Whatever side we’re on, we’re all holding our breaths as we wait for next Tuesday. And Wednesday. And Thursday…
The waiting game 2
by Ruth Neuwald Falcon, Seattle, Washington
Every morning when I get up, there’s an email waiting for me from Free the Oceans. Play Today’s Trivia, it invites me, and help us free the ocean of plastic. Each time someone answers the daily question, they “fund the removal of a piece of plastic from the ocean and coastlines,” through ad revenue generated on their site.
I confess that I don’t always click, even though it is free and easy. But a couple of days ago, I was intrigued by the question about 6 Sea-riously Spooky Fish Species. There’s the red-lipped batfish and the coffinfish. Both of them have feet and skulk around the ocean floor. There’s the ghost shark and the blob fish and the hagfish. You wouldn’t want to meet any of them on a dark night. But the one that shouted to me, “I am a fish for your times!” is the fangtooth fish. At first glance, it seems really scary. Aggressive. But when I looked again, I thought, no. This fish is scared.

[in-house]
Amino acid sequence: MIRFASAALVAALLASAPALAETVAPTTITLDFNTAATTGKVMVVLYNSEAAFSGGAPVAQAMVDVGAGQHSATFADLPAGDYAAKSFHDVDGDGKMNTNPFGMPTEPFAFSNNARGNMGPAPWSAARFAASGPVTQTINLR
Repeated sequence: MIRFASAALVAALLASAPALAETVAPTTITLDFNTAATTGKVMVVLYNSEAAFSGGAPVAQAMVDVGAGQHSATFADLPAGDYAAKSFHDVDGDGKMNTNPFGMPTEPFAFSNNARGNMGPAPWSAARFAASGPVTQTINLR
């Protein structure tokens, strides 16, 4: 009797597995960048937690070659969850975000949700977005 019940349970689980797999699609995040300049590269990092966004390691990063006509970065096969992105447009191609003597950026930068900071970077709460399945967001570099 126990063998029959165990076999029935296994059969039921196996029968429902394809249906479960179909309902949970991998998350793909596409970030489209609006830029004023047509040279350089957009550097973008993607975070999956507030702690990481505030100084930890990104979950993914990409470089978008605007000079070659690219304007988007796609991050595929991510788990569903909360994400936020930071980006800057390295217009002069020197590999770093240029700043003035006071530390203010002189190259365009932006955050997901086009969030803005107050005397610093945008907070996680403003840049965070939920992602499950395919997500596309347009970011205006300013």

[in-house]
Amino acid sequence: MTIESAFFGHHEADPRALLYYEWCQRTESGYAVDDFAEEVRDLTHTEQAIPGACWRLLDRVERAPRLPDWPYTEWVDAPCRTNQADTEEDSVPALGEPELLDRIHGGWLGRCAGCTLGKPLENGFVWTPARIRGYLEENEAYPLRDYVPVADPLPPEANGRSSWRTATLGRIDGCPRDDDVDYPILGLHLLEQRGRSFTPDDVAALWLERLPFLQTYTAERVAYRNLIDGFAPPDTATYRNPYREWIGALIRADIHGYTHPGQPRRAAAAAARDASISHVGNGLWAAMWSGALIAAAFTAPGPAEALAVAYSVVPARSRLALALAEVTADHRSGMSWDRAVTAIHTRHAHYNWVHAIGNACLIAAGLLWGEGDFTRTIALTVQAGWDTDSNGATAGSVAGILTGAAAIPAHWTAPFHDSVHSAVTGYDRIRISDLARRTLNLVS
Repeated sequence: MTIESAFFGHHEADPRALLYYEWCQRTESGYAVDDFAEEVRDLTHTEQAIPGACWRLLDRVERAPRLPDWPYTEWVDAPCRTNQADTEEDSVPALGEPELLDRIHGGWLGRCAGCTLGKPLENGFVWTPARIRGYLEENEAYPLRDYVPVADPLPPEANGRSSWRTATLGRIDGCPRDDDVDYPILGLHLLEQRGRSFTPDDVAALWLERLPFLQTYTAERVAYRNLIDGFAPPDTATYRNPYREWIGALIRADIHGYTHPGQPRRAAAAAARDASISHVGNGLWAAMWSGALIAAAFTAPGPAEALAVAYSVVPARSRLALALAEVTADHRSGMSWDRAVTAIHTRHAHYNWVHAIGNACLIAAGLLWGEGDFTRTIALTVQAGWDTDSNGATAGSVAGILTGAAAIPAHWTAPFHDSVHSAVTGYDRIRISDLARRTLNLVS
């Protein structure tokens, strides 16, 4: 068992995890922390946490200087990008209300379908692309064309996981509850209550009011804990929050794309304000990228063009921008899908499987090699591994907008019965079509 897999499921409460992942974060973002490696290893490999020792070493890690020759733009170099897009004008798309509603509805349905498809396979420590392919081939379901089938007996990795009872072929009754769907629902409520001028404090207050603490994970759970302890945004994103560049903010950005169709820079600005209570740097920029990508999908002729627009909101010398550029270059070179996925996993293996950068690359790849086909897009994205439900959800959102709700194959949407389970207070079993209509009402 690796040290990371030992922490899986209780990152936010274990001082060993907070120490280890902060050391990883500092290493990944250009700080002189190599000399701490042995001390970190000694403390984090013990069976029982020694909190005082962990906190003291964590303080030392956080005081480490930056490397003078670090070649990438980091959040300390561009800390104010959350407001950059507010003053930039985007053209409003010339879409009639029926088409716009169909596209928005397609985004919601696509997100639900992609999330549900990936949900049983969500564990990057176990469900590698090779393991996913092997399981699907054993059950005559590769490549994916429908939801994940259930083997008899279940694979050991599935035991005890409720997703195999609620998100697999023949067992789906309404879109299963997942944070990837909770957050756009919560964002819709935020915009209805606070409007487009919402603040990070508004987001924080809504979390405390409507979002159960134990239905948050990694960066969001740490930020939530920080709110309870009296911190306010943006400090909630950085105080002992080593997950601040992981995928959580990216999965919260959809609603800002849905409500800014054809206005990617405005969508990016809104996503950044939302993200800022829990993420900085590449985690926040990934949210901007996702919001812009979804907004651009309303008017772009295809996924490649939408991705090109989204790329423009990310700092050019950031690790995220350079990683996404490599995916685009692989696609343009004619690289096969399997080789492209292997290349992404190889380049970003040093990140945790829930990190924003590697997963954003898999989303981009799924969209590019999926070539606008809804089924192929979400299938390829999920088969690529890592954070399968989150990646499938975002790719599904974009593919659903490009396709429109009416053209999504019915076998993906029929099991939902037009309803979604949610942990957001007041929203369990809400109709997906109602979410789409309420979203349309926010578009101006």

Like we are. A feeling of dread permeates the atmosphere. We go around trying to act normal, as if we aren’t aware that whichever way it goes, there is real danger of violence. Are we in the (relative) calm before the storm?
“Make sure you stock up on groceries before the 3rd,” a friend told me yesterday. “Plan to stay home for at least a few days after.” It might be longer than days, says a different friend.
I am overloaded.
I am burned out.
I am terrified.
It’s just brutal.
Those people are out there. They’ve always been there; they’re just emboldened now.
I’m scared to death.
Those are the exact words of various friends. I’m sure we’ve all said them or heard them spoken.
We have less than a week to go. “You know,” one of those friends said, “it won’t be over then.” I know, I said. But still, I keep counting down, grateful for each passing day. It’s like waiting for the result of a medical test. You don’t want to learn you have cancer. But it’s worse to wait. At least once you know, you can deal with what is.